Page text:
Agave (Agavaceae) plants create aesthetically pleasing vegetation in xeriscape gardens, spaces with low-water plants. Similar in appearance to cacti, agave are succulent perennials with fleshy, spiny leaves that are sometimes lined with sharp teeth. They range in size from small plants that are ideal for indoors to 12-foot-tall structures with stems that can tower above leaves for up to 40 feet. Enemies of agave include several types of bugs that can mar the plant’s appearance and lead to severe damage.
Scales include three types of insects and over 1,000 species in North America. This diverse group of bugs can severely damage agave by piercing the flesh of plants and feeding on sap. Infested plants have discolored leaves and retarded growth. Armored scales, soft scales and mealybugs all belong to the scale insect family. Armored scales that attack agave include latania scale (Hemiberlesia lataniae), oleander scale (Aspidiotus nerii) and oystershell scale (Lepidosaphes ulmi). They have a hard covering to protect their bodies and the eggs of females. In addition to sucking sap, soft scales and mealybugs produce waste called honeydew. Black mold grows on the honeydew, causing further damage to plants. Soft scales that feed on agave include the hemispherical species (Saissetia coffeae). The mealybug enemy of the plant is the large yucca mealybug (Puto yuccae).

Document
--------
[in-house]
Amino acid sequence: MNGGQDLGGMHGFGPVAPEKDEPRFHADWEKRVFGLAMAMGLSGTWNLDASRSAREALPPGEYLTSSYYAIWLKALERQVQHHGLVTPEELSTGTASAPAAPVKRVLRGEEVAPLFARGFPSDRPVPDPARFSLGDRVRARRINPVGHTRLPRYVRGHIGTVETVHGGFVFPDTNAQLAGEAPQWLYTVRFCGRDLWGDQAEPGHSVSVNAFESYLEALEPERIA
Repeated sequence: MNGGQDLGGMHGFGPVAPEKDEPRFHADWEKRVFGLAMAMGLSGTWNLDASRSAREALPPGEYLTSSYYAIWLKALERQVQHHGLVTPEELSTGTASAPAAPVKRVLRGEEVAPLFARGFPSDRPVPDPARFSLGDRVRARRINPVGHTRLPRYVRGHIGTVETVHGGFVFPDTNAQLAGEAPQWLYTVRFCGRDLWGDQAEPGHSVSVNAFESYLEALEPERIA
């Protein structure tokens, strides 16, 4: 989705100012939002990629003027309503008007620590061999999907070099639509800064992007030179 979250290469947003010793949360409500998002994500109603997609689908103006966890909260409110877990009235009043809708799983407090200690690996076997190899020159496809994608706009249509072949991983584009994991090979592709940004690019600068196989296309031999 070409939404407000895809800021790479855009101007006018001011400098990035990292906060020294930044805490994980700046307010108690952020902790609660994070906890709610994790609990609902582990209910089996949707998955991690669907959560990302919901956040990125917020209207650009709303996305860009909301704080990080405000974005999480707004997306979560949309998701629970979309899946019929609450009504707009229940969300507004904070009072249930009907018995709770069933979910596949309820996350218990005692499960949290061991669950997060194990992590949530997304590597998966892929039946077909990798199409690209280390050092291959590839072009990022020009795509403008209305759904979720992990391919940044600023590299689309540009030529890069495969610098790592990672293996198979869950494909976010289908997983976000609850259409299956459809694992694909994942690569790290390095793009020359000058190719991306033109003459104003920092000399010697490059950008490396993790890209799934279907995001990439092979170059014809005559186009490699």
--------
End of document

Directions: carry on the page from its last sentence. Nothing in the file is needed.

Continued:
Snout weevils (Scyphophorus acupunctatus) are serious pests and feed on several species of agave. The brownish-black insects are about a half-inch long and have long snouts. They chew on plants and leave rotting wounds. Female snout weevils lay eggs in the base of the agave. The larvae feed on the plant’s succulent core. Damaged plants begin to collapse as tissue rot develops, and they eventually die.
Leaf-footed Plant Bugs
When leaf-footed plant bugs pierce the flesh of agave, they leave a light yellow scar on the plant. They are larger than scales and snout weevils, and they can grow up to an inch in length. They are easily recognizable. They have a brown narrow body, a pointed head and a white band across the back. During cold weather, they find protected areas such as woodpiles, tree trunk cracks and piles of debris.
Controlling the presence of agave bugs includes a mixture of methods. Natural enemies such as parasitic wasps that eat scales may help control pest populations. Low-toxic solutions of insecticidal soap and horticultural oil sprays can eradicate small infestations. Commercially available spray pesticides that are stronger can kill pests, but they may damage nearby plants and kill beneficial insects.
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